Lemley [105 Mich. L. Rev. 1525 ] wrote: Jim Bessen and Mike Meurer have demonstrated that the more research and development a company does, the more likely it is to get sued for patent infringement. James Bessen & Michael Meurer, Do Patents Work? (forthcoming 2007). The most likely reason that this would be true is if inadvertent infringement is a common occurrence.
Menell [13 Mich. Telecomm. Tech. L. Rev. 487] also cites the book: Between 1984 and 2000, software patents grew from 3% of litigated patents to 22%. [See James Bessen & Michael Meurer, Do Patents Work? ch. 7 at 8 (2006) (manuscript).]
A relevant prior law review article by Bessen and Meurer [9 Lewis & Clark L. Rev. 1] contains the text: Academic and independent inventions possibly have disproportionately greater social value, and thus merit special attention. n55
Separately, in 1 Va. L. & Bus. Rev. 207, Cecil Quillen mentions work by Bessen:
For a quantitative assessment of software innovation following the availability of software patents, see James E. Bessen & Eric Maskin, Sequential Innovation, Patents, and Imitation, (MIT Dep't of Econ., Working Paper No. 00-01, 2000), available at http://www.papers.ssrn.com/sol3/papers.cfm?abstract_id=206189. (assessing software innovation following the availability of software patents); see also James E. Bessen & Robert M. Hunt, An Empirical Look at Software Patents, (Fed. Res. Bank of Phila. Working Paper No. 03-17, 2004), available at http://www.papers.ssrn.com/sol3/papers.cfm?abstract_id=461701.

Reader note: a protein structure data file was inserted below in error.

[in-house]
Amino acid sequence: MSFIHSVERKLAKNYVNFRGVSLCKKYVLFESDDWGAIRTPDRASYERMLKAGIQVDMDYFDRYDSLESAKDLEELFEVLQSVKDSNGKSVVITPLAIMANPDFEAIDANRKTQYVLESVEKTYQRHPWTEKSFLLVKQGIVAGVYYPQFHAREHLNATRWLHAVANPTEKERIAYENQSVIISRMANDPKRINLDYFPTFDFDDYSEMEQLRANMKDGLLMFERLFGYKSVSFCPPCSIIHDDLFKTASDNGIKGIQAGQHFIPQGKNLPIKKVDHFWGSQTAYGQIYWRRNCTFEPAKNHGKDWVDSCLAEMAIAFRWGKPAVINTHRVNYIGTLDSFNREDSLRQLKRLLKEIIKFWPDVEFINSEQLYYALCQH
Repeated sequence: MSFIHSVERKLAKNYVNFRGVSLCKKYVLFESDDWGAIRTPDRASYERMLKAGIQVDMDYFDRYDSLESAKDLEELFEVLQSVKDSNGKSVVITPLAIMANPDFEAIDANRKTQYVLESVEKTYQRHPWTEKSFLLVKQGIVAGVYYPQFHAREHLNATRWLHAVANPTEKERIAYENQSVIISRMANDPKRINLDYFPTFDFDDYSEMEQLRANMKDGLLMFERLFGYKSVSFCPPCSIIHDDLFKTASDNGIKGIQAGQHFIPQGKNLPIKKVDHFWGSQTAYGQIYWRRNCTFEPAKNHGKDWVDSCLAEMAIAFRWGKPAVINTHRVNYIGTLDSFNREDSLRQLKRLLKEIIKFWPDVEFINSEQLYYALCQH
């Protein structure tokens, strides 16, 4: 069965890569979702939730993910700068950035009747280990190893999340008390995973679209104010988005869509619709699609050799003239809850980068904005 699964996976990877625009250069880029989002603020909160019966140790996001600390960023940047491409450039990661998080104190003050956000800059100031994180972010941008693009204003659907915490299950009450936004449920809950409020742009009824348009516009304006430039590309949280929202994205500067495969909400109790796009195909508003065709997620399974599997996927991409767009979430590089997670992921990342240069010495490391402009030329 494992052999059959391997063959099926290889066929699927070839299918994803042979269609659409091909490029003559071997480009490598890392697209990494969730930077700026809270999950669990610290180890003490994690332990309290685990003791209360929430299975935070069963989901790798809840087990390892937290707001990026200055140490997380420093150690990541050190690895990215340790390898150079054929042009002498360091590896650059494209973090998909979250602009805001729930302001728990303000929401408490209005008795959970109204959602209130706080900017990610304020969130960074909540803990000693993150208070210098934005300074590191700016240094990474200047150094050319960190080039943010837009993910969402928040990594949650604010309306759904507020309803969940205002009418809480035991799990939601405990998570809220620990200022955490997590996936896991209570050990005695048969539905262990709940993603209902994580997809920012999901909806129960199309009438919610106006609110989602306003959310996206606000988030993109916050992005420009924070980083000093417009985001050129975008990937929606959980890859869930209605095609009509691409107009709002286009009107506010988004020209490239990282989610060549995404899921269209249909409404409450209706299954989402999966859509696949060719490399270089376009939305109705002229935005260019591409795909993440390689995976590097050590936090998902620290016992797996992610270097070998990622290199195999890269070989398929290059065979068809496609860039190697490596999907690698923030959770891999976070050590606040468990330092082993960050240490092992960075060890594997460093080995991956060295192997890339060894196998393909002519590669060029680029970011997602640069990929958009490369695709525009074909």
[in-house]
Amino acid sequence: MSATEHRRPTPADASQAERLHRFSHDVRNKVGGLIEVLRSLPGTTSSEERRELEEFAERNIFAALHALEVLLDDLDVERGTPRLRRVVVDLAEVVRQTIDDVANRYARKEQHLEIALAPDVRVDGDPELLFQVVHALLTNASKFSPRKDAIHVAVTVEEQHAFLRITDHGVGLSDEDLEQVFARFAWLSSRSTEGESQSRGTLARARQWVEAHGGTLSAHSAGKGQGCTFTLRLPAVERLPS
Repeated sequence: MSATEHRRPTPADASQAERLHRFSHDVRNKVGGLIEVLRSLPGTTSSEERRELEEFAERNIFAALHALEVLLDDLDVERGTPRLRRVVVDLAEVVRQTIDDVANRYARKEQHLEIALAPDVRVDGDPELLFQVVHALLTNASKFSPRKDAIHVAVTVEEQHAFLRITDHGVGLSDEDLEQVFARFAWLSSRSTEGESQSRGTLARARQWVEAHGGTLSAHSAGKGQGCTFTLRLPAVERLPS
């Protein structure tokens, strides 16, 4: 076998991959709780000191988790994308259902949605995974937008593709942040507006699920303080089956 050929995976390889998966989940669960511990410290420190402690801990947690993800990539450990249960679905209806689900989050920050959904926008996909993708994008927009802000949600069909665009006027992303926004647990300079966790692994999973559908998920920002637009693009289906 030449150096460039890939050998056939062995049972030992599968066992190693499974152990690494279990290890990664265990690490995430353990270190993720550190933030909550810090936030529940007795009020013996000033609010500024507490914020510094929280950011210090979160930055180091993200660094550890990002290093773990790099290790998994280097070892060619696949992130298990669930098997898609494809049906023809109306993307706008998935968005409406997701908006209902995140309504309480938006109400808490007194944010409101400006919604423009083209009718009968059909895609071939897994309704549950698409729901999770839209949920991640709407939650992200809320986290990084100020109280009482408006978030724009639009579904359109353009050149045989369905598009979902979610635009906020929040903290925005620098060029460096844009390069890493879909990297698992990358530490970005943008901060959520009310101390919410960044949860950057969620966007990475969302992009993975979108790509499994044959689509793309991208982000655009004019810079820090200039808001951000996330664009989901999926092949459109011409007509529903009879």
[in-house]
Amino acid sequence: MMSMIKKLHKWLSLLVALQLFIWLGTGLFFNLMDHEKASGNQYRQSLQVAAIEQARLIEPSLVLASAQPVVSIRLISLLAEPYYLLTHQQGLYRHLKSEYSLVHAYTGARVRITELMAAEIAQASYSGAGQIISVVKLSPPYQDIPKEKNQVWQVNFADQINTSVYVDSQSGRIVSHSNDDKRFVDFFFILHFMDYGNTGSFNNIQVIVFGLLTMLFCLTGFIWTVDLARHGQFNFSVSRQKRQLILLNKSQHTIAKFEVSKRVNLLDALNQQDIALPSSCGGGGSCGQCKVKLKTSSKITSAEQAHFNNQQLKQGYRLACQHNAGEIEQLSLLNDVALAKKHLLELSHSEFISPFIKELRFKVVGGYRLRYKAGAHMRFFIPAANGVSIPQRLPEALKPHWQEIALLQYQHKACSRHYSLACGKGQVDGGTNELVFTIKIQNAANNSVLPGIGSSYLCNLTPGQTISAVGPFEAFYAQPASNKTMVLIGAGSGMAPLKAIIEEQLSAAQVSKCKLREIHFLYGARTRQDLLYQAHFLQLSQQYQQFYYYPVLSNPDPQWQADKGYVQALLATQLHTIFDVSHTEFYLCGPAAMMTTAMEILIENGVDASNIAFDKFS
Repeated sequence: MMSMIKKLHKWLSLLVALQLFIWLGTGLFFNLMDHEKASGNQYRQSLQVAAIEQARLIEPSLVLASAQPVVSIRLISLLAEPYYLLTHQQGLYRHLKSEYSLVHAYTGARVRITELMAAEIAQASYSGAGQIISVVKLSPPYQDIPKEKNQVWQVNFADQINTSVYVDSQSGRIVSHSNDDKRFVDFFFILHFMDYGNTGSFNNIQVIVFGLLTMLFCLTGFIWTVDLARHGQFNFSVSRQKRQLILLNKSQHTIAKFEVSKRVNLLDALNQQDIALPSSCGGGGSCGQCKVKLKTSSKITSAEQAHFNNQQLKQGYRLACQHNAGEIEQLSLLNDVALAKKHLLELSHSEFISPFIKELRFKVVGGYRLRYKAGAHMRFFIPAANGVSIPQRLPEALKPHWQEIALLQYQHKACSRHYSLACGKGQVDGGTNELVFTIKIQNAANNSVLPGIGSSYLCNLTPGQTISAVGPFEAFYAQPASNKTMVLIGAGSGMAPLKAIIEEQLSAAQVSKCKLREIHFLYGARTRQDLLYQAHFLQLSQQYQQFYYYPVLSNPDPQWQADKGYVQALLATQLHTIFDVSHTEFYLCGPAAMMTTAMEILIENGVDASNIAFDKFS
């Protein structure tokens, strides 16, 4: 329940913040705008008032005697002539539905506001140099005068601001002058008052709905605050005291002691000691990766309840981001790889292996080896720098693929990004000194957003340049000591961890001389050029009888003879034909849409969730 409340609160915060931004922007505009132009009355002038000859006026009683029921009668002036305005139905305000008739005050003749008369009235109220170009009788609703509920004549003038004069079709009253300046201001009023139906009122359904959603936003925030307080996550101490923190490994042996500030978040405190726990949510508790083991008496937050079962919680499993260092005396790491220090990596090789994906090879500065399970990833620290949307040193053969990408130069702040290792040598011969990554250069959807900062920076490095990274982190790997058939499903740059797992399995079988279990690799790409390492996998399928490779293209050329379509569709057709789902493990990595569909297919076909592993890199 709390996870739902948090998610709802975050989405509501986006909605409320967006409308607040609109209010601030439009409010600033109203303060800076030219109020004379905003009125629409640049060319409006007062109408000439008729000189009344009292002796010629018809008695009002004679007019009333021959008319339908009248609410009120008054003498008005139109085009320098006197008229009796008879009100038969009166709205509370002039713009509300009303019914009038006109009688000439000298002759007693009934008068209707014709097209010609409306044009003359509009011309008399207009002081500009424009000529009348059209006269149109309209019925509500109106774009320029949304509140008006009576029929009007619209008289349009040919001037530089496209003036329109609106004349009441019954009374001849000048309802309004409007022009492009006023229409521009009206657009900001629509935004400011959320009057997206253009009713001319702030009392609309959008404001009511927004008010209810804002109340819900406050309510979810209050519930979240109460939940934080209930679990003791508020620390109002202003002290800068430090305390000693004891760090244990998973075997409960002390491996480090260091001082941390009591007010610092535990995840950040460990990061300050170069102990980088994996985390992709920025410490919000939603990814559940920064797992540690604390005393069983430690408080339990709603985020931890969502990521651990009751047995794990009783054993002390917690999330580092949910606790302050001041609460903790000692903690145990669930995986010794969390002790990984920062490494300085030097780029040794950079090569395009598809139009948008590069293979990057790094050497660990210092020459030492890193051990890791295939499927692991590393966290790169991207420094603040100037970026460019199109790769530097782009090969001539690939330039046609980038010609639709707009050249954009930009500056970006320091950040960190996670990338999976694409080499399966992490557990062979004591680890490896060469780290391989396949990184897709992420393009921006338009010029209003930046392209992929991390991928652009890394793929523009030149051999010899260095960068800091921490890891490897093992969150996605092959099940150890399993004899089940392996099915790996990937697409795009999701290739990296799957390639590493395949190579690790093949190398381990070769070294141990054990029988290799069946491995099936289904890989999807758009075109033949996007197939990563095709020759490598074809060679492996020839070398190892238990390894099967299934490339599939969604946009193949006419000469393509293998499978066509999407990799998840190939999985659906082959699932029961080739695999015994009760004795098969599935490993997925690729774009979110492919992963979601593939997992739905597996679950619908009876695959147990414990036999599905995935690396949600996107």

Quillen also mentions Quillen’s papers on patent grant rate:
Studies by the Author and others tracking examination performance of the USPTO over time found that USPTO examination standards declined rapidly following the advent of the Federal Circuit and the lowered standards promulgated by it.
[See Cecil D. Quillen, Jr. & Ogden H. Webster, Continuing Patent Applications and Performance of the U.S. Patent and Trademark Office--Updated, 16 FED. CIR. B.J. 635 (2006); Cecil D. Quillen, Jr., Ogden H. Webster & Richard Eichmann, Continuing Patent Applications and Performance of the U.S Patent and Trademark Office--Extended, 12 FED. CIR. B.J., 35 (2002); see also Cecil D. Quillen, Jr. & Ogden H. Webster, Continuing Patent Applications and Performance of the U.S. Patent and Trademark Office, 11 FED. CIR. B.J. 1 (2001).]
Quillen does not mention in the Virginia article papers criticizing his work.
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